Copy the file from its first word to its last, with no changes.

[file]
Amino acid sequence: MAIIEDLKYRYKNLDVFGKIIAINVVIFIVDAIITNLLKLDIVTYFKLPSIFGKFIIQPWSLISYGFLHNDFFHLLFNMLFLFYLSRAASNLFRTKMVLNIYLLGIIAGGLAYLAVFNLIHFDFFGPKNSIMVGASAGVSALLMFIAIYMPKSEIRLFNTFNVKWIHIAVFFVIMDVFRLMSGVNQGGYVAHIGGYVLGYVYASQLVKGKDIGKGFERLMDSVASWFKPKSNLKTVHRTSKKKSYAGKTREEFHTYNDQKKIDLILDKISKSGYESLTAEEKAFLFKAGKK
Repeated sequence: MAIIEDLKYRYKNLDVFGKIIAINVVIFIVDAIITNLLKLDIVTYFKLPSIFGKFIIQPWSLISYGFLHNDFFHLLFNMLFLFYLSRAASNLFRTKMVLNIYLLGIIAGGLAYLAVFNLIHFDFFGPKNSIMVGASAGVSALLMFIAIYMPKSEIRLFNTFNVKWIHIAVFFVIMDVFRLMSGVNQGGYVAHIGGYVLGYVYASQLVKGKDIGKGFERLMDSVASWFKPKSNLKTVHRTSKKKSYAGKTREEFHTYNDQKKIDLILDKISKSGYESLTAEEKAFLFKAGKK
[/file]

Amino acid sequence: MAIIEDLKYRYKNLDVFGKIIAINVVIFIVDAIITNLLKLDIVTYFKLPSIFGKFIIQPWSLISYGFLHNDFFHLLFNMLFLFYLSRAASNLFRTKMVLNIYLLGIIAGGLAYLAVFNLIHFDFFGPKNSIMVGASAGVSALLMFIAIYMPKSEIRLFNTFNVKWIHIAVFFVIMDVFRLMSGVNQGGYVAHIGGYVLGYVYASQLVKGKDIGKGFERLMDSVASWFKPKSNLKTVHRTSKKKSYAGKTREEFHTYNDQKKIDLILDKISKSGYESLTAEEKAFLFKAGKK
Repeated sequence: MAIIEDLKYRYKNLDVFGKIIAINVVIFIVDAIITNLLKLDIVTYFKLPSIFGKFIIQPWSLISYGFLHNDFFHLLFNMLFLFYLSRAASNLFRTKMVLNIYLLGIIAGGLAYLAVFNLIHFDFFGPKNSIMVGASAGVSALLMFIAIYMPKSEIRLFNTFNVKWIHIAVFFVIMDVFRLMSGVNQGGYVAHIGGYVLGYVYASQLVKGKDIGKGFERLMDSVASWFKPKSNLKTVHRTSKKKSYAGKTREEFHTYNDQKKIDLILDKISKSGYESLTAEEKAFLFKAGKK